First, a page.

Browse Content

Use this page to browse all content from the Voting Technology Project, sorted by last updated.

The Human Dimension of Elections: How Poll Workers Shape Public Confidence in Elections

Working Paper No.: 
90
Date Published: 
09/01/2009
Author(s): 
J. Quin Monson
Brigham Young University
Kelly D. Patterson
This article examines the role that poll workers play in the perceptions that voters have about the overall quality of elections and democracy more generally. Although the 2000 election opened up a wideranging examination of the electoral process in the United States, there has been little consideration given to the role of administration and management in the electoral process and in confidence in election outcomes (cf. Hall 2003; Alvarez and Hall 2006).

A Data-Centered Look at the Election of 2008

Working Paper No.: 
88
Date Published: 
09/01/2009
Author(s): 
Charles Stewart III
MIT
My expertise is in trying to use data to identify where election problems lie in America, especially at a broad level --- such as comparing states with each other or comparing counties with each other. I know that the purpose of today’s conference is to think about LA County, but there are lessons to be learned from looking across the country. So, what I thought I would do today is look at the election of 2008 to ask what do the data tell us about the experience of voters nationwide on Election Day?

Resolving Voter Registration Problems: Making Registration Easier, Less Costly and More Accurate

Working Paper No.: 
87
Date Published: 
08/01/2009
Author(s): 
Thad E. Hall
University of Utah
R. Michael Alvarez
Introduction The practice of voter registration has a long history in the United States. In 1800, Massachusetts was the first state to impose a voter registration requirement. By Reconstruction, voter registration was used in a handful of states, typically in urban areas, as a tool to prevent multiple voting. By early in the twentieth century, most states required voter registration.

Voting Technology and Innovation

Working Paper No.: 
86
Date Published: 
08/01/2009
Author(s): 
Thad E. Hall
University of Utah
The 2008 election was different from the last two presidential elections in that there was a clear winner on Election Day and the winner was a Democrat, Barack Obama. Controversies over voting technology that raged in 2000 and 2004 were relatively dormant. Instead, the election controversies that did come up were mostly discussions of lines to vote. This lack of discussion does not mean that there were not important issues related to voting technology that took place in 2008, just that they were not things deemed important by the media.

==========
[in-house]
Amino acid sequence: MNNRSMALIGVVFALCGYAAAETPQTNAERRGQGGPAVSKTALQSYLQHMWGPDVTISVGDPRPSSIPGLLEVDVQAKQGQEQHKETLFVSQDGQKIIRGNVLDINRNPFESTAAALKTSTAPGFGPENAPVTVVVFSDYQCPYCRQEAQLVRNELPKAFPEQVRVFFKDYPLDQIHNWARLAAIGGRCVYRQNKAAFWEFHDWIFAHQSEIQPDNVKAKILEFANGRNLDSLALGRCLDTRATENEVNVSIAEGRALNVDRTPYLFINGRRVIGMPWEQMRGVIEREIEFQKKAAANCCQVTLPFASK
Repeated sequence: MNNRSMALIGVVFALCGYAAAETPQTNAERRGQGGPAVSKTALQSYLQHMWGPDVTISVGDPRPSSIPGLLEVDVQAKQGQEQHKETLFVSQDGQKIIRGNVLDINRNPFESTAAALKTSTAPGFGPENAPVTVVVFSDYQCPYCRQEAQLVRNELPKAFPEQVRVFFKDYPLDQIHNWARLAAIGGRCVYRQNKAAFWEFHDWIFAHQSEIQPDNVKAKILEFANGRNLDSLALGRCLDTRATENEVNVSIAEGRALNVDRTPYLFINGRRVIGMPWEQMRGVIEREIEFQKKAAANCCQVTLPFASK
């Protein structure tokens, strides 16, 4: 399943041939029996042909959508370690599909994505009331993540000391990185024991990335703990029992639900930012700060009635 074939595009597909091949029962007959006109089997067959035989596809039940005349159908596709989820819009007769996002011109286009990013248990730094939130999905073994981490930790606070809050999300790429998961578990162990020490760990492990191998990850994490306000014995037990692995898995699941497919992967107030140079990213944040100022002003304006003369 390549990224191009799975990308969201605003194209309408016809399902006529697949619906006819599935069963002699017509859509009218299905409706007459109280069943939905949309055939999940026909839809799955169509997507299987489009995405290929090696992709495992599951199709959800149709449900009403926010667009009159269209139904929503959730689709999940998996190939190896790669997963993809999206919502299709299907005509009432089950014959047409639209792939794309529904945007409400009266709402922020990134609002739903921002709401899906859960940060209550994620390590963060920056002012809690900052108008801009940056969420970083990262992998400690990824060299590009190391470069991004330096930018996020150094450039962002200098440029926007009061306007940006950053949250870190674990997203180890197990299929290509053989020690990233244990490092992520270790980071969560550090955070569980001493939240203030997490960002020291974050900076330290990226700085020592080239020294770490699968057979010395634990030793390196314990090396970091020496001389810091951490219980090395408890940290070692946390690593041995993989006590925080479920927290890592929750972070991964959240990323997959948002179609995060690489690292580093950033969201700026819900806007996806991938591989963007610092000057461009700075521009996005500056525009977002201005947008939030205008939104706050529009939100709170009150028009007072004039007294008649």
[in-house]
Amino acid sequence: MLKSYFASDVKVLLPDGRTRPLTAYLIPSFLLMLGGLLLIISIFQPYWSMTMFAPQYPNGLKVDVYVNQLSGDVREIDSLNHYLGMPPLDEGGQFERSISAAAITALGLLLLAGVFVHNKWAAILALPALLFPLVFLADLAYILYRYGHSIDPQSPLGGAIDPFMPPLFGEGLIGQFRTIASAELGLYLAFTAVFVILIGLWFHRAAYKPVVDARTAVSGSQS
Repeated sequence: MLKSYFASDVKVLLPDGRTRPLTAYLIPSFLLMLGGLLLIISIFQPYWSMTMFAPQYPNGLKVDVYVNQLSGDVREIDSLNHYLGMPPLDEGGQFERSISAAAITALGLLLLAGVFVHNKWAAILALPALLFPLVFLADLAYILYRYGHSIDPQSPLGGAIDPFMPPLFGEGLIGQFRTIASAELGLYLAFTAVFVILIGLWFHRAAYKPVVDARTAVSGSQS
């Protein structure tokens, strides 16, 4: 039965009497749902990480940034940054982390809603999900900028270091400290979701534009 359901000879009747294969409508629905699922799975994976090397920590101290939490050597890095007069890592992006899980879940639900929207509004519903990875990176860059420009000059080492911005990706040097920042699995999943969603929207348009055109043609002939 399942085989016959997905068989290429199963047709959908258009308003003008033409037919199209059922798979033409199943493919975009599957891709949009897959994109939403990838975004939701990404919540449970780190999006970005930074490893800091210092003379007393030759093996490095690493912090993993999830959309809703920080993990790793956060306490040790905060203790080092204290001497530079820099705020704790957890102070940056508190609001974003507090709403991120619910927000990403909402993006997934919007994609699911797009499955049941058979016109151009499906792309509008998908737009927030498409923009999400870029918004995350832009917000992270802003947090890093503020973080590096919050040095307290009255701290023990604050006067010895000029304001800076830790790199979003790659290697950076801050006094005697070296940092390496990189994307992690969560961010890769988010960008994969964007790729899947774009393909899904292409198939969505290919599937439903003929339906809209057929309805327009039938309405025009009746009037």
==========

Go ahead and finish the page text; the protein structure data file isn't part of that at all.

2008 Survey of the Performance of American Elections

Working Paper No.: 
81
Date Published: 
07/01/2009
Author(s): 
Charles Stewart III
MIT
Survey Background • Gauging the quality of the voting experience • Research design – 200 respondents contacted in every state, or 10,000 total – Survey in the field the week following Nov. 4 – Pilot surveys conducted on in Nov. ’07 and Super Tuesday ’08 – Parallel nationwide survey • Limited set of questions • 32,800 total respondents

2008 Survey of the Performance of American Elections

Charles Stewart is giving a presentation at the IACREOT 38th Annual Summer Conference & Trade Show in Spokane, Washington this week (July 7-11, 2009). Attached is his presentation on the 2008 Survey of the Performance of American Elections.

Voting Technology and Innovation

Working Paper No.: 
78
Date Published: 
04/01/2009
Author(s): 
Thad E. Hall
University of Utah
The 2008 election was different from the last two presidential elections in that there was a clear winner on Election Day and the winner was a Democrat, Barack Obama. Controversies over voting technology that raged in 2000 and 2004 were relatively dormant. Instead, the election controversies that did come up were mostly discussions of lines to vote.1 This lack of discussion does not mean that there were not important issues related to voting technology that took place in 2008, just that they were not things deemed important by the media.

Voter Attitudes Toward Poll Workers in the 2008 Election

Working Paper No.: 
77
Date Published: 
04/01/2009
Author(s): 
Thad E. Hall
University of Utah
At a conference on election reform held by the National Academies of Science in 2004, Indiana’s Secretary of State, Todd Rokita, referred to poll workers as “the street level lawyers” of elections. The reason for his statement was obvious: poll workers, in polling places, are the people who determine how well an election is run and have the power over its implementation (Alvarez and Hall 2006; Claassen, Magleby, Monson, and Patterson 2008; Hall, Monson, and Patterson, forthcoming).

Correcting for Survey Misreports using Auxiliary Information with an Application to Estimating Turnout

Working Paper No.: 
74
Date Published: 
05/01/2009
Author(s): 
Jonathan N. Katz
California Institute of Technology
Gabriel Katz
Abstract

Pages